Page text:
In November of 1969, I harvested my first big-game animal, a whitetail doe, with one shot from a rifle I borrowed from my brother. It was a 1891 7.65mm Argentine Mauser. Hunting in South Africa 50 years later, in July 2019, I harvested a trophy waterbuck bull from 280 yards—another one-shot kill with the 7.65mm Argentine Mauser. This rifle is now 128 years old, and I’ve got a love affair with it.
This is the only rifle I’ve carried in all my 50 years of rifle hunting. I moved to Michigan in 1974 and many whitetails have fallen to this rifle. In 1973, I started making out-of-state hunting trips; over 40 to Montana alone, 14 to Colorado, six to Alaska and now four trips to South Africa.
I bought that “borrowed” rifle from my brother in 1969 for $15 with the understanding that I would sell it back to him for $15 if I ever desired to sell it. Needless to say, Roger never did get it back.
I carried this rifle on foot and on horseback to over 12,000 feet of elevation in Colorado and Montana in pursuit of elk and mule deer. I carried it in Alaska to mountain peaks in pursuit of mountain goats. It’s gone to alpine tundra in pursuit of moose and caribou, and to islands in the Prince William Sound for Sitka blacktails and black bear. I have many fond memories of carrying this gun across my back while paddling down rivers, island-hopping for whitetails in Montana. And it is quite the conversation item around the nightly bonfires when on African safaris. One of those conversations was about other items that were made prior to the 20th century that are still in regular use today. This was before automobiles, airplanes and most appliances.
My Argentine Mauser isn’t customized, and therefore looks like it came off the battlefields around the turn of the 20th century. It has the bayonet mount, and it looks wicked with the bayonet in place. I did add the high-rise side mount Bushnell scope in 1975 to help me with long-distance shots.
More than 40 elk, similar numbers of mule deer and whitetail, numerous antelope, black bear, moose, caribou and two mountain goats have all fallen to this rifle. And it has proven its worth in South Africa: 17 different plains-game species, including the 1,700-pound eland that I took on my last trip in July 2019. The shot was from 93 yards, and the great bull only made it 22 yards before collapsing for good.
I do have a confession to make: There are actually two different 7.65mm Argentine Mausers that I’ve used in my 50 years of hunting. My first Mauser was destroyed in a fire in 1986 caused by a terrible truck/trailer crash that my brother-in-law and I were involved in while on the way home from our annual Montana hunting trip. My rifle was insured, and I could have used the money to buy a more modern hunting rifle, but since I still had the Lee hand-loading die and bullets for the 7.65, I chose to try to find another one.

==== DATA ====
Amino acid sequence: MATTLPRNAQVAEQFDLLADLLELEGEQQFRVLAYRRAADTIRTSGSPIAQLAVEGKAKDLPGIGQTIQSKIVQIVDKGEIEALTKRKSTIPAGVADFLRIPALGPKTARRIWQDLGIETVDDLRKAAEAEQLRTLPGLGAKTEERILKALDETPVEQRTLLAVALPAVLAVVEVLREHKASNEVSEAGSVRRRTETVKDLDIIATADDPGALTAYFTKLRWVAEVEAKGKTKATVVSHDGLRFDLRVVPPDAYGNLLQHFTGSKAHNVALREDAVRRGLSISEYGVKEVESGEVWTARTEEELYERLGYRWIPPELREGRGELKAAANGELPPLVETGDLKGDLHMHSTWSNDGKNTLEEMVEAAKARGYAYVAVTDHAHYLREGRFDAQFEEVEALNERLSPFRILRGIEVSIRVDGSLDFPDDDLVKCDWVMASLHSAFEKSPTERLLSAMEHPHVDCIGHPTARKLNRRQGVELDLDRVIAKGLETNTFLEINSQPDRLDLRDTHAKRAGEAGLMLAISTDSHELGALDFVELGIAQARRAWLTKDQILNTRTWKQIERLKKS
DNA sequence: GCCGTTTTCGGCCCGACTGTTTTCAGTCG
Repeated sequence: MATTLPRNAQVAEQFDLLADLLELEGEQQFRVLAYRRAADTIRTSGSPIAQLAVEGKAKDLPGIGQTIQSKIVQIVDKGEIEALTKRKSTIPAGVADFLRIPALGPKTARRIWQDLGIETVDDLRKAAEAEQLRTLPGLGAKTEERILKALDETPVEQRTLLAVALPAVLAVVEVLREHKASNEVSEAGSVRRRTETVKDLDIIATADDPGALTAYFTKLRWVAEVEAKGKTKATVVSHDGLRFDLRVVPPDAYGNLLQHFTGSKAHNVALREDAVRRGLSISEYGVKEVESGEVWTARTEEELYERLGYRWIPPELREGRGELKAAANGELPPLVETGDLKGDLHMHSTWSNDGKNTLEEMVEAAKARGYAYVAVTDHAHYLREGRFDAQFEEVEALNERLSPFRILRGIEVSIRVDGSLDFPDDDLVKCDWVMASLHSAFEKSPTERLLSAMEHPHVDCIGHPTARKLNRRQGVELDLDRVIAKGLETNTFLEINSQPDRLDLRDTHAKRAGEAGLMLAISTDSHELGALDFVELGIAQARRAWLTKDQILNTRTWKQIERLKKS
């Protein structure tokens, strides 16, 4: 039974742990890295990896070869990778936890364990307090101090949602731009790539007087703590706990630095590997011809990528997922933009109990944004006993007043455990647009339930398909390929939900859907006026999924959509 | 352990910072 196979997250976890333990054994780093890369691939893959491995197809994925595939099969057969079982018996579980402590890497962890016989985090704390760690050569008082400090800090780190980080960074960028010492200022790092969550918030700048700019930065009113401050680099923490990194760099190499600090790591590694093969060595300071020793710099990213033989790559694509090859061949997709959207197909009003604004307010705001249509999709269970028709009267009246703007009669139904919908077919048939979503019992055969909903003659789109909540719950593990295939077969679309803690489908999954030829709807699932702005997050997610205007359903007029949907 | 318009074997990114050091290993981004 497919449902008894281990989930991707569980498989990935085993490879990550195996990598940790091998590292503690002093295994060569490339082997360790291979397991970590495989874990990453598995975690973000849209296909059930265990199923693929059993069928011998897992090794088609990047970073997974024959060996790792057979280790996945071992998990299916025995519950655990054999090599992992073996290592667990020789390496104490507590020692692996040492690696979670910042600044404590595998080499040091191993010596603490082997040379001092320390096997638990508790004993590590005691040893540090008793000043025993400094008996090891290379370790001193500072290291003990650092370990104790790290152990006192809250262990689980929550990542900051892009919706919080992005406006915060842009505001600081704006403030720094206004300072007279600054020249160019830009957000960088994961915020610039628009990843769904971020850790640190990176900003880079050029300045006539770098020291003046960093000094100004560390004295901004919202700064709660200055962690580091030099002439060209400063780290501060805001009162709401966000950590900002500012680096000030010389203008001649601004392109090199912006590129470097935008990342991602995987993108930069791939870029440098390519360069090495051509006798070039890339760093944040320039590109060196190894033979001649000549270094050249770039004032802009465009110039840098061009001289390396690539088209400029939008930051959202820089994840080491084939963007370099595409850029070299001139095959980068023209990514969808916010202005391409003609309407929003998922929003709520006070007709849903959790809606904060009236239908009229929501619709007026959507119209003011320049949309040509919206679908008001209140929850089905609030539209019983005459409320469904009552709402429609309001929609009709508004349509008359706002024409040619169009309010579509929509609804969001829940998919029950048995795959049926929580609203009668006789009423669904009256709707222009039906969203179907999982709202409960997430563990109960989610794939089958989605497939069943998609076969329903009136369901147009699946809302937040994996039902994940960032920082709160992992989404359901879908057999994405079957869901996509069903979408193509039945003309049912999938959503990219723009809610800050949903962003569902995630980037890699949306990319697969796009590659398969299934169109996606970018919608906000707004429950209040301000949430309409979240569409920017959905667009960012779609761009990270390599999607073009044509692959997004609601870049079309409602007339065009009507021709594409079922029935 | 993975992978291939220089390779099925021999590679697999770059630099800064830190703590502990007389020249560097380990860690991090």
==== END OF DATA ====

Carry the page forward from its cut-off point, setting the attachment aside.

And lo and behold, by brother came through once again—this time finding one at a gun show in Missouri. I set up the rifle just like my original, with a high-rise offset Bushnell 3X9 scope and all. Even though I’m right handed, I’m left-eye dominant. With the same cheek-to-stock position, my open sights are in line with my right eye, making it perfect for close, running shots. It just works for me.
My Argentine Model 91 was made in 1891 by Ludwig Loewe and Co., which had a contract for 180,000 rifles and 30,000 carbines chambered in 7.65mm. Others were later built by Deutsche Waffen-und Munitionsfabriken (DWM) when it took control of Loewe in 1896. But the much more popular 7mm based on the now-famous Model 98 made the Model 91 almost obsolete … but not to me!
I still use the rifle today, and I plan to continue using it for as many more years as the good Lord allows me to hunt.
Do you have an exciting, unusual or humorous hunting experience to share? Send your story (800 words or less) firstname.lastname@example.org toAmerican Hunter, Dept. MH, 11250 Waples Mill Road, Fairfax, VA. 22030-9400. Please include your NRA ID number. Good quality photos are welcome. Make sure you have permission to use the material. Authors will not be paid, and manuscripts and photos will not be returned. All material becomes the property of NRA.